There are good movies, and there are bad. And, there are films like ‘Daawat-e-Ishq’ that slip into a position of much oblivion without leaving any impact.
Despite promises of a delectable cookout that could send our (visual) tastebuds into a tizzy, director-writer Habib Fazil’s recipe of love leaves us rather famished.
Set in two of India’s food noted havens – Lucknow and Hyderabad – the focus, when not on love, deceit, or the troubles of finding a worthy groom without coughing up a staggering dowry, shifts to the aromas and flavours of the cities. Habib insists on saying a lot, yet nothing at all.
The dishes are mere props, undercooked and served hurriedly through song-and-dances, without the story ever stepping into the hot, steamy kitchens.
The feisty Sania melts when biting into Taru’s signature kebab, and Gulrez bribes her docile father into a sinful plan by serving him his favourite Hyderabadi biriyani, hinting at what Habib intended to do, but didn’t. Those moments are rare and often lost among the predicaments over dowry, love and “black money” that Habib weaves into 120 minutes.
It’s unlike Hollywood’s ‘Julie & Julia’, or even Bollywood’s ‘Luv Shuv Tey Chicken Khurana’.
And that’s a letdown, considering Habib’s crafted the endearing ‘Do Dhooni Chaar’ and even written a spectacular ‘Band Baaja Baaraat’.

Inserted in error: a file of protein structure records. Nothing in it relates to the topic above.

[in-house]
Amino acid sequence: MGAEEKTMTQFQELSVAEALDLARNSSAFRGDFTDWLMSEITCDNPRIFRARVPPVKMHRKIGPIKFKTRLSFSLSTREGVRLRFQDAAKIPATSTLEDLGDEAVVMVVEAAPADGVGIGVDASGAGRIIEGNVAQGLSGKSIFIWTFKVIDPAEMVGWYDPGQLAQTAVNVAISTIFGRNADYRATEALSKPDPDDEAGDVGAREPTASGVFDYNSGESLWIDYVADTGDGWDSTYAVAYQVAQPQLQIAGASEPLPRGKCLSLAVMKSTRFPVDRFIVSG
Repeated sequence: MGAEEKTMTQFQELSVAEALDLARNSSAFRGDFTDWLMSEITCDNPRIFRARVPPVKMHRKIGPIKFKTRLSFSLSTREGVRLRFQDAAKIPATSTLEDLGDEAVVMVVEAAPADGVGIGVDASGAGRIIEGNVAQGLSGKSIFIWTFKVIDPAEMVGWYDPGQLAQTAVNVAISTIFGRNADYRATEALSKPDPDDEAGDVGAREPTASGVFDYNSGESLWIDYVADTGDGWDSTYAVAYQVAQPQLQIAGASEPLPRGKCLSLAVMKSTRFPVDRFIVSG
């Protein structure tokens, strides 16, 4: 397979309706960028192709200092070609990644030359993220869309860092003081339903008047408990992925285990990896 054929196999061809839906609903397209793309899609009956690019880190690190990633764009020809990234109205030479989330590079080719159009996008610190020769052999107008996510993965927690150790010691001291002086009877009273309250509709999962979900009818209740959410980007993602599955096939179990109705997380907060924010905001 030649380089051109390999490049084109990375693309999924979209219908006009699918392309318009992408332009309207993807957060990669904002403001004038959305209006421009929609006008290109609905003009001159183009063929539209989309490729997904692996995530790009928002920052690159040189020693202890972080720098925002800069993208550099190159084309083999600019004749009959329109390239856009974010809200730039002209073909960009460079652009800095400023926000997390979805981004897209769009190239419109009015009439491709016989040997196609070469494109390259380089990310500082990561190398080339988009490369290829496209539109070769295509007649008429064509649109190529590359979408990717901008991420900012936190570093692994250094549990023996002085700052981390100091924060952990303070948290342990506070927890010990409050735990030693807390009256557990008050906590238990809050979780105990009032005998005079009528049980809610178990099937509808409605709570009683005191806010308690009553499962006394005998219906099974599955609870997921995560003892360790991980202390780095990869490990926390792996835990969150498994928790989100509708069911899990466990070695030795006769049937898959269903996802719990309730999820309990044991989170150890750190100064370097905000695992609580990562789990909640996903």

‘Daawat-e-Ishq’ is the story of how the spunky Gullu takes on the world for not allowing her to live her American dream, by punishing “men” for it. Her idea of vengeance is rather incoherent, but Habib insists we give it a go.
So, after rejecting her cute boyfriend, who spoke English with a twang and promised to take her to America, for allowing his parents to seek millions in dowry, a broken Gullu decides she has to teach men a lesson.
Armed with a law that protects women from dowry, Gullu and her father choose another Indian city to find their target. They pick Lucknow, book into a 5-star hotel, and start their operation to find the perfect candidate to set right.
The men and their parents queue up outside, and wait their turn to be interviewed by the “wealthy” father-daughter, in exchange of a life of affluence and power. Such scenarios bear resemblance to the mockery that’s played out in reality, but Habib fails to flesh that out convincingly.
Gullu picks Taru, the animated cook and owner of a famous Lucknowi joint, not because he’s the greediest of them all, but because he has the cash to pay up. A decision, we couldn’t agree with.
After devouring many a kebab and phirni, Gullu falls in love with Taru, and realises the gentleman he is. But, instead of merely abandoning the plan and returning to her life, or finding another target, she sticks to the plan and lands him and his family in a mess.
She escapes to chalk out her American dream, only to have a change of heart later. Leaving her hopeless father, and us, drained.
Parineeti Chopra and Aditya Roy Kapur, despite sharing no real chemistry are earnest in exploring love, and take on the varied complexities that life throws them well. While Chopra is effortless, it’s Aditya who deserves applause for breaking away from his trademark broody image into a hopeless, but charming romantic. Anupam Kher is delightful as Gullu’s ever-supportive ‘Booji’, but his decision to join his daughter’s notorious plan even when he has lived a life of principle and ethics is a bit far-fetched.
‘Daawat-e-Ishq’ could’ve been savoured had Habib stuck to treating our tummies instead. Alas, it’s not as indulgent as the kebabs or biriyanis, or firnis that we were served occasionally.
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